While I don’t think that 9 forward gears are necessary, I do think it is slick that almost every aspect is controlled by software that can be upgraded. It is unfortunate that you have to take it to the dealer for the update and a 78 minute (is that accurate?) test drive. Many new cars have cellular connections, it would be nice if you would get a prompt asking you if you would like to have your firmware upgraded. You could answer yes or no. If you answer no, you could access the update through a sub-menu to do the update later.

    It would also be nice if all electrical connections were broken to the transmission, it would mechanically shift through some set of forward gears and still be driveable.

    • 0 avatar
      greaseyknight

      Not going to happen for a very very long time, the security ramifications are massive. Think hackers downloading a virus to your car and then doing whatever they want. Hold you hostage just like the Iphones? Go full throttle with no brakes? Plus their would be the risk of the update being corrupted and having a “bricked” car.

      Most systems in modern vehicles have some sort of limp home mode. In transmissions that often means the transmission defaults to one gear and does not shift. A whole set of mechanical controls is really not an option.

      • 0 avatar
        jpolicke

        I’ll bet the banks would love it with all the subprime loans they’re handing out. No need for some tech to have to crawl around installing an aftermarket disabler, every desk in the collections department would have a big red button to disable cars of past due accounts. Zap! That was easy.

        • 0 avatar
          Toad

          Um, the finance companies already have GPS trackers that will disable the car (when it is parked) by remote control if payments are late. This has been around for a few years now and is used by many buy here/pay here lots.

          Some systems have a green light whey your payments are current, a yellow light when they are late, and a red light when the car is going to be disabled. The systems are effective in that the debtor has a heads up that they need to make their payment or the car will definitely not be drivable very soon.

          • 0 avatar
            jpolicke

            I alluded to that. My point was how thrilled they would be to have the cars leave the factory already equipped.

      • 0 avatar
        JimC2

        “Not going to happen for a very very long time, the security ramifications are massive. Think hackers downloading a virus to your car and then doing whatever they want.”

        Think Penny Gadget and her computer book!

      • 0 avatar
        Luke42

        Tesla does it.

      • 0 avatar
        Vulpine

        Sorry, greasey, bad simile. Aside from the fact that those iPhone hacks were due to bad passwords, the cars each have private identifiers that would be rather difficult for the average ‘hacker’ to pick up and ‘lock down’. Even so, the iPhone users that had any sense quite easily bypassed the lockdown and escaped the problem.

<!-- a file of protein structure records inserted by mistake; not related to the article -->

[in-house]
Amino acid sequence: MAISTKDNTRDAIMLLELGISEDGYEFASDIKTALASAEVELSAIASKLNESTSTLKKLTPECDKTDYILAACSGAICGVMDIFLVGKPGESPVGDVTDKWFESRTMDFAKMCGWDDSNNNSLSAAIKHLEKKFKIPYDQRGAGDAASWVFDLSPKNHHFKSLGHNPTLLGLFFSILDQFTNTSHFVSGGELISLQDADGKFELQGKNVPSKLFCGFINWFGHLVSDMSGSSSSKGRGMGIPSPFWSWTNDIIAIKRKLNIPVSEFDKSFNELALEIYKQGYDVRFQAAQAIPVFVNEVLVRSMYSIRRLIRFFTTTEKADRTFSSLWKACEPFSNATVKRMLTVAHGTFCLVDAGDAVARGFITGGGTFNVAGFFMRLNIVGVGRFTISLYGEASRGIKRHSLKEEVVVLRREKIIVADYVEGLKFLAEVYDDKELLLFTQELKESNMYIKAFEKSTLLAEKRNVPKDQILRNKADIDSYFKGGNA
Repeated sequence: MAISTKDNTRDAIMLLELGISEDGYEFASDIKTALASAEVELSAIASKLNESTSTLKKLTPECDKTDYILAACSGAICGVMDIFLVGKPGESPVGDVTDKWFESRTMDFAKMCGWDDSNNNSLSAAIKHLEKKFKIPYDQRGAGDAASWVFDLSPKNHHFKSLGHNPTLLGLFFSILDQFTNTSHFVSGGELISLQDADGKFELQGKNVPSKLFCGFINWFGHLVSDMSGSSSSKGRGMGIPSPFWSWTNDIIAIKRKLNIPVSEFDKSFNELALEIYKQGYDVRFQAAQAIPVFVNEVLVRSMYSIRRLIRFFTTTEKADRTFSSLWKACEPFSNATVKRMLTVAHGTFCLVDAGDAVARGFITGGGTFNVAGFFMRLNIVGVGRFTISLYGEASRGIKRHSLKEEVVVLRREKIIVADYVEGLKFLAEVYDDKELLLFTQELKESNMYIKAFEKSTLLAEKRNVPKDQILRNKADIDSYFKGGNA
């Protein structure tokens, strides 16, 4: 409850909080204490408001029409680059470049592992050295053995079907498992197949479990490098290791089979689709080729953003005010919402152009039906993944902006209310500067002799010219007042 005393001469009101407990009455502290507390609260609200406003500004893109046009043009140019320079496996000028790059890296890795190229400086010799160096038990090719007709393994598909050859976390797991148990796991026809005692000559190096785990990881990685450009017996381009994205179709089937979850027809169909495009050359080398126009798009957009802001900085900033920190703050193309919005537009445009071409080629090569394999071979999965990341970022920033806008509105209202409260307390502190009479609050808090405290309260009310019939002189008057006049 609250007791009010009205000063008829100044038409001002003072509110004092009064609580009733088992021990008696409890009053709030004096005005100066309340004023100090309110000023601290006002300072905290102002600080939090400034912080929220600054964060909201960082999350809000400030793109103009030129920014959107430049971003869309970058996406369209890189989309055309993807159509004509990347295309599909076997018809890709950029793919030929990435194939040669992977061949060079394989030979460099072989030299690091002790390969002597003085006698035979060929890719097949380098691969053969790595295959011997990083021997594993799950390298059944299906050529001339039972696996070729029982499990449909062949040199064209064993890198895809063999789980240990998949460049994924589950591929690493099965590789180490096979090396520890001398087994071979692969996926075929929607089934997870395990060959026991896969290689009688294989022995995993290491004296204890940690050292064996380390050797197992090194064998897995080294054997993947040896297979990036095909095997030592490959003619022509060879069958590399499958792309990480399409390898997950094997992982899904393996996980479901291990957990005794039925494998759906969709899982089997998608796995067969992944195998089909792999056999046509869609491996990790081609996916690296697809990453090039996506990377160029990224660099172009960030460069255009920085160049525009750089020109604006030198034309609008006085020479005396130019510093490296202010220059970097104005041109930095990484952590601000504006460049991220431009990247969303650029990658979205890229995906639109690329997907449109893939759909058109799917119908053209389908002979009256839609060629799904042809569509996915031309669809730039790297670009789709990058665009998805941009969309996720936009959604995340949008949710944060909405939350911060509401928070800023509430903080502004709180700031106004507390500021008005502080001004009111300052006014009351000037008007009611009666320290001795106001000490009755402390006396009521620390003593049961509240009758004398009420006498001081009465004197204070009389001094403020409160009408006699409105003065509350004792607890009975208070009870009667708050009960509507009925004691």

Not an iPhone fault, a user fault.

    • 0 avatar
      LeMansteve

      I believe Tesla performs over-the-air software updates.

    • 0 avatar
      Vulpine

      Tesla has made that capability automatic. Then again, Tesla operates completely differently from everybody else.

  • avatar
    65corvair

    I bought a Neon when they came out, built in the first month of production. Great car, spent more on tires in 217,000 miles than unscheduled repairs.

    Have an ’11 Fiesta, it’s been a very unreliable. 17 problems to date. Even the manual transmission have had multiple problems.

    Will I ever buy a first year car again? No. I’m going to wait to see how the car does in the TrueDelta reliability survey.

    • 0 avatar
      redav

      It’s a shame about the Fiesta transmission. I’m disappointed that Ford has concentrated more on gadgets than building solid cars during their latest product cycles.

    • 0 avatar
      Vulpine

      Sounds like your Fiesta has lived up to why I will never willingly buy a new Ford. Every Ford I’ve owned so far has been a lemon in one way or another.

  • avatar
    1998S90

    Sergio, that word you keep using- literally- I don’t think it means what you think it means.

    • 0 avatar
      Kenmore

      Yes, pushing the metaphor conjures sheared gears.

    • 0 avatar
      LALoser

      LOL! “basically”, “the thing is” “literally” “a sea change” “going forward” in “service delivery”.
      ..or something like that…

    • 0 avatar
      Lorenzo

      It’s more than the word, it’s the arrogance of the whole sentence:

      “There are always teething issues with every transmission I’VE ever built…”

      Sergio has never built a transmission (literally), nor designed one, nor been in charge when many transmissions Fiat uses were designed. The revelation of the size of Sergio’s ego in that sentence is staggering.

  • avatar
    DDayJ

    The 545RFE in my 99 Grand Cherokee was brand new at the time as well. I remember they re-flashed that one early in its life too. Someone correct me if I’m wrong, but wasn’t it to enable the 5th speed, since it was equipped with it, but originally was programmed as only a 4 speed auto? Anyway, mine has 130k on it now and performs like it’s new. It hasn’t exactly been well cared for either.

    • 0 avatar
      SC5door

      The 99′s had a 45RFE, which after the upgrade does become the 545RFE, so you’re correct. It added the other OD….which oddly enough they could have had a 6 speed out of it instead of using that “Second Prime” ratio.

  • avatar
    zerofoo

    Big deal – the ZF licensed 8-speed in my wife’s 2014 GC has been flashed 3 times for “shift quality” issues.